Separation Agreements in BC

People often hear the term “legal separation”, but there is actually no such thing in Canada.

When do people become officially separated?

As soon as a couple who is married or living common-law starts living apart (with at least one person wanting to separate), they are officially separated.

They do not have to consult with a lawyer, process documents, or go to court.

If married, the couple stays legally married until a divorce is granted.

Some separated couples still share a residence to save money.

Couples should note that there are time limits if they want to divide property, debt, or pension or apply for spousal support.

How do couples decide how to deal with things like property, parenting, child support, and spousal support?

If couples can come to an agreement on all of the above matters, they can avoid court and save time and money with a separation agreement.

Separation agreements are contracts that outline all of the issues and how they are to be dealt with when a relationship (married or common-law) ends.  If the parties fail to live up to what they agreed to, the contract would then be enforceable in court.

One of the challenges with separation agreements is that both parties have to be able to get along well enough to come to an agreement that is fair and put it into action.

Separation agreements can be negotiated and signed at any time after the breakdown of a relationship, including after a court proceeding has been started.

It is a good idea for parties to consult with a family lawyer to ensure that all of the bases have been adequately covered, as they know the ins and outs of family law and contract law.  Consulting with a lawyer will give everyone peace of mind to know that everything has been done the right way.

Each party will likely have a good idea as to how they would like to see the issues resolved. They then discuss everything and exchange ideas to reach a compromise.  One of the parties then creates a formal agreement and gives it to the other party to review to ensure it accurately reflects what was discussed.

Independent legal advice

When both parties are satisfied with the contents of the separation agreement, they must take their agreement to a lawyer to seek advice on how the separation agreement affects their legal rights and the options they may have open to them if they don’t sign the agreement. This is called getting independent legal advice.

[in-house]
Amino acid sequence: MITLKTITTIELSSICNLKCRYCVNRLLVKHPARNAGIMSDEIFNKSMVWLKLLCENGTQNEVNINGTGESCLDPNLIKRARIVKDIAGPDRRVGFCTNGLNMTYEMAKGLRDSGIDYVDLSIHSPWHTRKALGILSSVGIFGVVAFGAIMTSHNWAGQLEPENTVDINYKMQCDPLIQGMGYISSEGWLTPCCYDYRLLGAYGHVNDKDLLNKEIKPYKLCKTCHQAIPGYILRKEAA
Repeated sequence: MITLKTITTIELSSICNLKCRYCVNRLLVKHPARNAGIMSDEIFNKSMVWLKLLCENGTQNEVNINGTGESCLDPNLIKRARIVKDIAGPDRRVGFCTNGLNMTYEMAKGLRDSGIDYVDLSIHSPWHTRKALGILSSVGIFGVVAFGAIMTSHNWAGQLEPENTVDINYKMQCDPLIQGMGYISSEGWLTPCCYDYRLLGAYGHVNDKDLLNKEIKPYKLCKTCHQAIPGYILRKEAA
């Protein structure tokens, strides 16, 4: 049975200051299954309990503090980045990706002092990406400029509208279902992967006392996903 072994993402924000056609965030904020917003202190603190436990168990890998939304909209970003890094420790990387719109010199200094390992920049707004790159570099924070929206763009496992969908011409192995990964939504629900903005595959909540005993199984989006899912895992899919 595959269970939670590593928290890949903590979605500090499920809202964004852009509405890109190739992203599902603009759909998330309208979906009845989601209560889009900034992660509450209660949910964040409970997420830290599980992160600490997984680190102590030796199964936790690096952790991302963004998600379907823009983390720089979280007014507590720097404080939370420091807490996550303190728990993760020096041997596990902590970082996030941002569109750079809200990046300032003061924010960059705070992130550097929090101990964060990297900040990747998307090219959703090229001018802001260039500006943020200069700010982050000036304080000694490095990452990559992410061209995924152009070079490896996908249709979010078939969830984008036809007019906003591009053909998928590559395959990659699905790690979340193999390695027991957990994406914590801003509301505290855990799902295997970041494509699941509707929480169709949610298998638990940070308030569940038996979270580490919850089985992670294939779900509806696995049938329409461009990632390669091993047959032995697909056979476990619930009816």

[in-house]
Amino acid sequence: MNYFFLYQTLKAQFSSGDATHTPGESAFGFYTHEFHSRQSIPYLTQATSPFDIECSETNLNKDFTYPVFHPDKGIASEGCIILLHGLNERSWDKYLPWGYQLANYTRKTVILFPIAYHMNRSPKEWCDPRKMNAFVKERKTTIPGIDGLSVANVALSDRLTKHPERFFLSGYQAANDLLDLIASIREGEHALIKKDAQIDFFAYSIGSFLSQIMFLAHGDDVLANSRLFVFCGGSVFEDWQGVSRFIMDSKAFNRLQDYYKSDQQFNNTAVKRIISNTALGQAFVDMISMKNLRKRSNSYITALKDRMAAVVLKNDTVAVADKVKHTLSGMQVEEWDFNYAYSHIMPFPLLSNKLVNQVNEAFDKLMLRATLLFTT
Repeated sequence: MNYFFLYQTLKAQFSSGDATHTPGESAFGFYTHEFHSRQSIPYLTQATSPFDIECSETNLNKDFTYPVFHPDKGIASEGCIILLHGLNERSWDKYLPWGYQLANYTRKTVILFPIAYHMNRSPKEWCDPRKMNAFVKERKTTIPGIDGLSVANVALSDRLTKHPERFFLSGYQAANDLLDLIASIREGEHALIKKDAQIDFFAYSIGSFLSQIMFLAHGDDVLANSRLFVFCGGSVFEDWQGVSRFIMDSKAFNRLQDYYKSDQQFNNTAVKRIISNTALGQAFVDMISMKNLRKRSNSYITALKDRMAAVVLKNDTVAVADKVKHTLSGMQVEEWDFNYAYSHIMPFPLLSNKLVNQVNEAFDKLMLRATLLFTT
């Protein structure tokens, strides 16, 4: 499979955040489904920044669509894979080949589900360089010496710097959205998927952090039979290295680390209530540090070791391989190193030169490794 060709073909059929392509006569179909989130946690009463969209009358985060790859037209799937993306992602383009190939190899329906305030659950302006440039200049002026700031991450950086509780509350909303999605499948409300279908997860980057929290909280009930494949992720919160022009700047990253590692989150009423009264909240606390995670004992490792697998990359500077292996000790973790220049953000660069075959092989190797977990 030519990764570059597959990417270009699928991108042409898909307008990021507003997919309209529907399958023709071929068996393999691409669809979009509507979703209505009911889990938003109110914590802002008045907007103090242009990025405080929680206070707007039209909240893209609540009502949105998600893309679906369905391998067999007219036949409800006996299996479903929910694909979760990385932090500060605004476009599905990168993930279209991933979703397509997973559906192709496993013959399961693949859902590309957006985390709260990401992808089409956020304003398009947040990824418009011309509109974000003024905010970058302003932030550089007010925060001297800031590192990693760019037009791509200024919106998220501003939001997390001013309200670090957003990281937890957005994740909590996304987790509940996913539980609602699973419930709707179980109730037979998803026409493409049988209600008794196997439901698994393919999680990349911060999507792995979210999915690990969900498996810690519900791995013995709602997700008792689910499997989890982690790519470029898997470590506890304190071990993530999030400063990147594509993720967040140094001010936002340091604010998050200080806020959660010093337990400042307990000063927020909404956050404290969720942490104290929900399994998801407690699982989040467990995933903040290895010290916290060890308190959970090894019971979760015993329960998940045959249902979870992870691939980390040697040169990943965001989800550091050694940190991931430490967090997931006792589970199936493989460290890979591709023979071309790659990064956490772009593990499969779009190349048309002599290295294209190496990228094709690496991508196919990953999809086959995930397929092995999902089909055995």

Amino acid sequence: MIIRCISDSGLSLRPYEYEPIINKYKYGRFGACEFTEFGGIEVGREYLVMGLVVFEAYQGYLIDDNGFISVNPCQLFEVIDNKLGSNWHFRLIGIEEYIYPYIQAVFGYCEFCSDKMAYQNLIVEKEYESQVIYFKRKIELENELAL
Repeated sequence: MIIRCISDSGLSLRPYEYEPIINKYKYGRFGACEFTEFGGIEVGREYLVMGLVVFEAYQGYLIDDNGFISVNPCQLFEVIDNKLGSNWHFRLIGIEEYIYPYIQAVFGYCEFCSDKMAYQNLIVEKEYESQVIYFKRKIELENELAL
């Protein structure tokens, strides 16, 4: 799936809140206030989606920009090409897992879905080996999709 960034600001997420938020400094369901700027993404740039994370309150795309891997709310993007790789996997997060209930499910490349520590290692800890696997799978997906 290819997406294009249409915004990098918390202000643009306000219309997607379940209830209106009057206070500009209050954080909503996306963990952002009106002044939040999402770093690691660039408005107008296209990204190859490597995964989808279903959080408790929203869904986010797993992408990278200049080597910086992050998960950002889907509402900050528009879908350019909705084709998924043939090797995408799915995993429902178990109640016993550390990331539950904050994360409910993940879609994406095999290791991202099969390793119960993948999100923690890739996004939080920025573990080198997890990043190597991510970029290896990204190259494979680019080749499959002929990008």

Getting independent legal advice is very important because:

(1) Parties have to understand their obligations and rights regarding the separation agreement
Parties must know how the agreement affects rights they would have, had they moved forward with a court proceeding
(3) It prevents either party from being to claim that they didn’t understand everything in the separation agreement

Once that is done, parties must sign the separation agreement in the presence of a witness. The witness then also signs it.  The witness does not bear responsibility for anything pertaining to the agreement.

Always consult with your lawyer

It can be tempting to work out things with your spouse without consulting a lawyer. Always make sure that your lawyer is kept in the loop and consulted with before you sign off on anything.  Dealing with a lawyer will also ensure that you do not end up settling for less than they could have negotiated on your behalf.

What happens if a couple decides to reconcile?

The separation agreement can address situations where the couple reconciles. Depending on the couple, either the whole or part of the agreement may be voided at reconciliation.

Couples may also want to use the services of a mediator in the negotiation and discussion phase to ensure that they are covering all bases.

Have questions about Cohabitation Agreements in BC? Contact Clean Divorce today for a FREE 20-minute initial consultation. Serving clients in Vancouver, New Westminster, Burnaby, Coquitlam, Richmond, Surrey, and the rest of the Lower Mainland.

Read more about Cohabitation Agreements in BC and Marriage Agreements in BC.